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From Brian Pane <bri...@apache.org>
Subject Re: Bucket management strategies for async MPMs?
Date Wed, 04 Sep 2002 07:18:39 GMT
Paul J. Reder wrote:

>
>
> Brian Pane wrote:
>
>> I've been thinking about strategies for building a
>> multiple-connection-per-thread MPM for 2.0.  It's
>> conceptually easy to do this:
>>
>>  * Start with worker.
>>
>>  * Keep the model of one worker thread per request,
>>    so that blocking or CPU-intensive modules don't
>>    need to be rewritten as state machines.
>>
>>  * In the core output filter, instead of doing
>>    actual socket writes, hand off the output
>>    brigades to a "writer thread."
>
>
>
> During a discusion today, the idea came up to have the
> code check if it could be written directly instead of
> always passing it to the writer. If the whole response
> is present and can be successfully written, why not save
> the overhead. If the write fails, or the response is too
> complex, then pass it over to the writer.


+1.  In cases where the entire file can be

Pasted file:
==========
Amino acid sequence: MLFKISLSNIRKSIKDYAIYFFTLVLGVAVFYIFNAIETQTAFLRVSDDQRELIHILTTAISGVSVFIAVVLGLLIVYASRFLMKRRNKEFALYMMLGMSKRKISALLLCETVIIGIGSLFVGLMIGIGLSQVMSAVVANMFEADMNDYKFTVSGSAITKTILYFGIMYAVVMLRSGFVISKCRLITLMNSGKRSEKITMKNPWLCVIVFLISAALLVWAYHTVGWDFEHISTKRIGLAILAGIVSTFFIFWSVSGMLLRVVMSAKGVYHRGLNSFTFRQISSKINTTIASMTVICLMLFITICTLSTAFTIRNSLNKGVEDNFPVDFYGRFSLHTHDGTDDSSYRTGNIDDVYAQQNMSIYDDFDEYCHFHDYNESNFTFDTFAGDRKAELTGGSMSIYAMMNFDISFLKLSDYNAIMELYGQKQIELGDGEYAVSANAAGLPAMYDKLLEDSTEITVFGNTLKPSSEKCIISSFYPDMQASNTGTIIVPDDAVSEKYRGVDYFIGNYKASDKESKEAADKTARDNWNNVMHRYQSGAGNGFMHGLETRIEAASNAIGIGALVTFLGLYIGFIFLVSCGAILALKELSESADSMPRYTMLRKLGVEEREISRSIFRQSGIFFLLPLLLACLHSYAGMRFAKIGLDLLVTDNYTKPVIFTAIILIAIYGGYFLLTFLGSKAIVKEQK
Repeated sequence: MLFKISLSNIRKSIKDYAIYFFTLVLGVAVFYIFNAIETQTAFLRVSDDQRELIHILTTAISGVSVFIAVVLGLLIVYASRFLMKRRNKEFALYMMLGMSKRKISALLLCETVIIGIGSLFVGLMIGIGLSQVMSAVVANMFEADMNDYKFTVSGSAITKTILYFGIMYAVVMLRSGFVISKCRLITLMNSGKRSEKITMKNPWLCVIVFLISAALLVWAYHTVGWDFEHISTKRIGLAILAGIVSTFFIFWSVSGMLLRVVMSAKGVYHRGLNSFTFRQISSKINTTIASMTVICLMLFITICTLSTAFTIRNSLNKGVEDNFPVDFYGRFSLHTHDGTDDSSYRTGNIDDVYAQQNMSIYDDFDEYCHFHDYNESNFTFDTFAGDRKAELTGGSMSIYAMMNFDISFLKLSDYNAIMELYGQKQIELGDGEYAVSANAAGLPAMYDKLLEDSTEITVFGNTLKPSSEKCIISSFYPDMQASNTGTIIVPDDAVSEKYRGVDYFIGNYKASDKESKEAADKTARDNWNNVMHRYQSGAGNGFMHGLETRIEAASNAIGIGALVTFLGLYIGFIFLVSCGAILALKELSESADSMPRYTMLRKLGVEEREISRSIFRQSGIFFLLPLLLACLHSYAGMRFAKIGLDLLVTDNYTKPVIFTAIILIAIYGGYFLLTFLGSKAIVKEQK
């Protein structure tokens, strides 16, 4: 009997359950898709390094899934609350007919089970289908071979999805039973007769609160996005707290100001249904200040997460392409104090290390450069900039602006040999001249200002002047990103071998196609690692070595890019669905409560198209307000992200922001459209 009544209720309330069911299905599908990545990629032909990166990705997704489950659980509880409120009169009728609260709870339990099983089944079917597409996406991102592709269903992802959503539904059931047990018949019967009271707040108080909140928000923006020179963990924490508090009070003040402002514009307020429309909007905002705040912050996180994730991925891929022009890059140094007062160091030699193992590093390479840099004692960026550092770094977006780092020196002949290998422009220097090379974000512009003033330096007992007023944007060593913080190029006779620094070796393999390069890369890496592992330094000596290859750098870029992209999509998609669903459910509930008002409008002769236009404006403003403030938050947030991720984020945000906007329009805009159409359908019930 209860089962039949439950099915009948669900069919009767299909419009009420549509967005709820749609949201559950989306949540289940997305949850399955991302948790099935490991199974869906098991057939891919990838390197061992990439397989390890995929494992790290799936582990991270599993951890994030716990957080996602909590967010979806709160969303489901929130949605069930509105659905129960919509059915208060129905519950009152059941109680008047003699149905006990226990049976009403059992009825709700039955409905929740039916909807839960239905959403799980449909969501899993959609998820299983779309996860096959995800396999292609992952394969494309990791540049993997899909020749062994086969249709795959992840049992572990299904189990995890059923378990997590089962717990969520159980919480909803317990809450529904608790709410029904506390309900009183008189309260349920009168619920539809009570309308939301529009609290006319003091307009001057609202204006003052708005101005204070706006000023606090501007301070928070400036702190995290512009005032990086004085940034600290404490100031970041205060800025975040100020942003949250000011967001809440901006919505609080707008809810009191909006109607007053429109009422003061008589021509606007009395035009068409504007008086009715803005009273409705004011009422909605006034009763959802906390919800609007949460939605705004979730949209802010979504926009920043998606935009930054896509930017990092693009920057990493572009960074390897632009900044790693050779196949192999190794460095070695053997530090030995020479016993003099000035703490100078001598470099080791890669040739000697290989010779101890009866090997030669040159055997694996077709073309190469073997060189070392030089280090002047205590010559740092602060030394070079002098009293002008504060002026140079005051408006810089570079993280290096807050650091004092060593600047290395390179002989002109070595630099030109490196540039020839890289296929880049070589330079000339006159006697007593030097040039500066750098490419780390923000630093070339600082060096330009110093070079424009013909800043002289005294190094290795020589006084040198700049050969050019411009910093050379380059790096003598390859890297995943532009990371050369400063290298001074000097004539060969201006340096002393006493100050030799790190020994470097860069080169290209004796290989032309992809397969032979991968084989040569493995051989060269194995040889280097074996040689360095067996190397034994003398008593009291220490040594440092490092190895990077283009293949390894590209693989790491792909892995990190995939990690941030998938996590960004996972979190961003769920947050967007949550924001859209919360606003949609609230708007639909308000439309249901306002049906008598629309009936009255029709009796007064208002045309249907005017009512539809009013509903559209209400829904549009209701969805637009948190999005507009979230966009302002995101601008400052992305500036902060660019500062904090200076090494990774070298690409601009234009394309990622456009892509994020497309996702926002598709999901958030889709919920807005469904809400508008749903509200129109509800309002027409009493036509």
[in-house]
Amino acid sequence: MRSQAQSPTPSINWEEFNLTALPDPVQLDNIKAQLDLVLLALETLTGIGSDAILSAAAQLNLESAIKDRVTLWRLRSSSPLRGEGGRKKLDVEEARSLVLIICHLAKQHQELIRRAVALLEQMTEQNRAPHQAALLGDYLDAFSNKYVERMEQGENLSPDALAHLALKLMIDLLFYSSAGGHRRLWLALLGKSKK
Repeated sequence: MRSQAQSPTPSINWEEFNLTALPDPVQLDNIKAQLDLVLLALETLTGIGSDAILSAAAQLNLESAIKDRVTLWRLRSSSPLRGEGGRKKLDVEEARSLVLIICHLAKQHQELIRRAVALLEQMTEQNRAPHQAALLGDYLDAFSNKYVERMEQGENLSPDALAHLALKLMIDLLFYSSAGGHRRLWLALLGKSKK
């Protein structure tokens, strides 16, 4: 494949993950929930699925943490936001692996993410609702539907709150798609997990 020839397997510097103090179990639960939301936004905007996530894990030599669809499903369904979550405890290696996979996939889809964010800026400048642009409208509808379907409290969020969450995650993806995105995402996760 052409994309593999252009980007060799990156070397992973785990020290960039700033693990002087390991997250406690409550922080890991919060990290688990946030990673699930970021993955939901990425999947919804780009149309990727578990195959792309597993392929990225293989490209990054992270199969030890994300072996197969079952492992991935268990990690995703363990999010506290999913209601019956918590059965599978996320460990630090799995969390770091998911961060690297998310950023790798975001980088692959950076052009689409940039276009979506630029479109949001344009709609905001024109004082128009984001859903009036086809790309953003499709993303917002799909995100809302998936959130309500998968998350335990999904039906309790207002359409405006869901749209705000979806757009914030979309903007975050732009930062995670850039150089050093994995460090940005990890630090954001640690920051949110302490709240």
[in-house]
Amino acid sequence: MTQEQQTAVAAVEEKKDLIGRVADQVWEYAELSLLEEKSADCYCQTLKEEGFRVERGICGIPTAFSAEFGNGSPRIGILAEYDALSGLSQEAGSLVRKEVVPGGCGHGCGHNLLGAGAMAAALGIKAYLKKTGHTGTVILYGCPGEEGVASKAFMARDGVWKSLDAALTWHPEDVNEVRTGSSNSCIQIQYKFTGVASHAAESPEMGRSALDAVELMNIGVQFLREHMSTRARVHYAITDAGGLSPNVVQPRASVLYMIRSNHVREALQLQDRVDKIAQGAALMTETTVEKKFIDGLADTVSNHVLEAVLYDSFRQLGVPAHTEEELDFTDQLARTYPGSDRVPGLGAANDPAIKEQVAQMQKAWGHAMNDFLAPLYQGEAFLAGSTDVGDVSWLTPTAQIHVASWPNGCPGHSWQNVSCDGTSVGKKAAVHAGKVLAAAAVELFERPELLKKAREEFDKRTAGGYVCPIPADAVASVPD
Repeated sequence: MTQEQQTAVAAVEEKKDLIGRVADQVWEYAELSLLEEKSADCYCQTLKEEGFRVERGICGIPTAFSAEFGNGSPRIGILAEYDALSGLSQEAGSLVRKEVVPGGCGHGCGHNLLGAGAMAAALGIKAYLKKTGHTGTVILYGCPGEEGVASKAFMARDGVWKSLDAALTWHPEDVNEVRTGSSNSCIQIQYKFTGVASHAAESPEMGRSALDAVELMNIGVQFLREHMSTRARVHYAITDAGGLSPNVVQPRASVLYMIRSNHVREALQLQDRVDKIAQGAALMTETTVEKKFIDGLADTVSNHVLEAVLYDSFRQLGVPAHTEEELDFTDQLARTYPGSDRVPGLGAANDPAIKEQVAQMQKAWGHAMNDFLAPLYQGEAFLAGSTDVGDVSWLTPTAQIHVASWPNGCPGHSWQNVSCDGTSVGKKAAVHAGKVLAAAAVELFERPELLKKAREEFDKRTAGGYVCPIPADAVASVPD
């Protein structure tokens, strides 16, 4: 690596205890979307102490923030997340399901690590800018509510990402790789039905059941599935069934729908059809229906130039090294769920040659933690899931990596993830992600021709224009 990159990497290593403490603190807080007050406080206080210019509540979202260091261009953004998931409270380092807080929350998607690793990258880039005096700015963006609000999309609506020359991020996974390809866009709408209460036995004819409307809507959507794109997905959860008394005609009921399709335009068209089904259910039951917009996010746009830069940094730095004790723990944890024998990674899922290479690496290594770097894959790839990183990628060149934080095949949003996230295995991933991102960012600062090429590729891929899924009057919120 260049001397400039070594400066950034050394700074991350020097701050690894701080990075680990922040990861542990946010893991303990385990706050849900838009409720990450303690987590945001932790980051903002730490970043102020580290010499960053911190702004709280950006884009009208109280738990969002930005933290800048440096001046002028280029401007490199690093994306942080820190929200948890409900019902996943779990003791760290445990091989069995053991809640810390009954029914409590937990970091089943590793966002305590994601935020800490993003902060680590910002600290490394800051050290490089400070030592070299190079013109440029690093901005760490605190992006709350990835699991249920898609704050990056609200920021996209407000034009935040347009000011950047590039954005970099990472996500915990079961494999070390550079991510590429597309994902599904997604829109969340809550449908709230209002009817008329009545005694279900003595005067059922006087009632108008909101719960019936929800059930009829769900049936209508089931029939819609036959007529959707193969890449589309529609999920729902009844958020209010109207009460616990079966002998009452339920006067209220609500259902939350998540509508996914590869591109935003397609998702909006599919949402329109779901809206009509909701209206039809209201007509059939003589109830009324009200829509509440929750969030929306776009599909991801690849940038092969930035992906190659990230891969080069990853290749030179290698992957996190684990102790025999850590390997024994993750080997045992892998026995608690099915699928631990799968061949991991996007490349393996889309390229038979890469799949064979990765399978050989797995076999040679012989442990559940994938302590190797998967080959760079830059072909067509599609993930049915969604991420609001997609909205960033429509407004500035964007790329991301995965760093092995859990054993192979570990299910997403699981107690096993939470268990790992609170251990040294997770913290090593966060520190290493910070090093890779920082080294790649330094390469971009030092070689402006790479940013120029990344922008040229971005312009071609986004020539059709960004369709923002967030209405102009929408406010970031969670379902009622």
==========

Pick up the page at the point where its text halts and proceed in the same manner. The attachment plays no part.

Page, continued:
delivered in one call to sendfile/sendfilev,
all we'll have to do in the writer thread is
close the connection once the write completes.

>
>
>>
>>  * As soon as the worker thread has sent an EOS
>>    to the writer thread, let the worker thread
>>    move on to the next request.
>
>
>
> I have a small concern here. Right now the writes are
> providing the throttle that keeps the system from generating
> so much queued output that we burn system resources. If
> we allow workers to generate responses without a throttle,
> it seems possible that the writer's queue will grow to the
> point that the system starts running out of resources.


Right.  The solution I'd been thinking of is
a variant of the current worker's "queue_info"
struct: a central structure for process that
keeps a count of open connections.  The listener
thread increments this counter every time it does
an accept, and the writer thread decrements it
every time a connection completes.  If the count
reaches a configured maximum, the listener blocks
on a condition variable until the writer closes
at least one current connection and wakes up
the listener.

Brian



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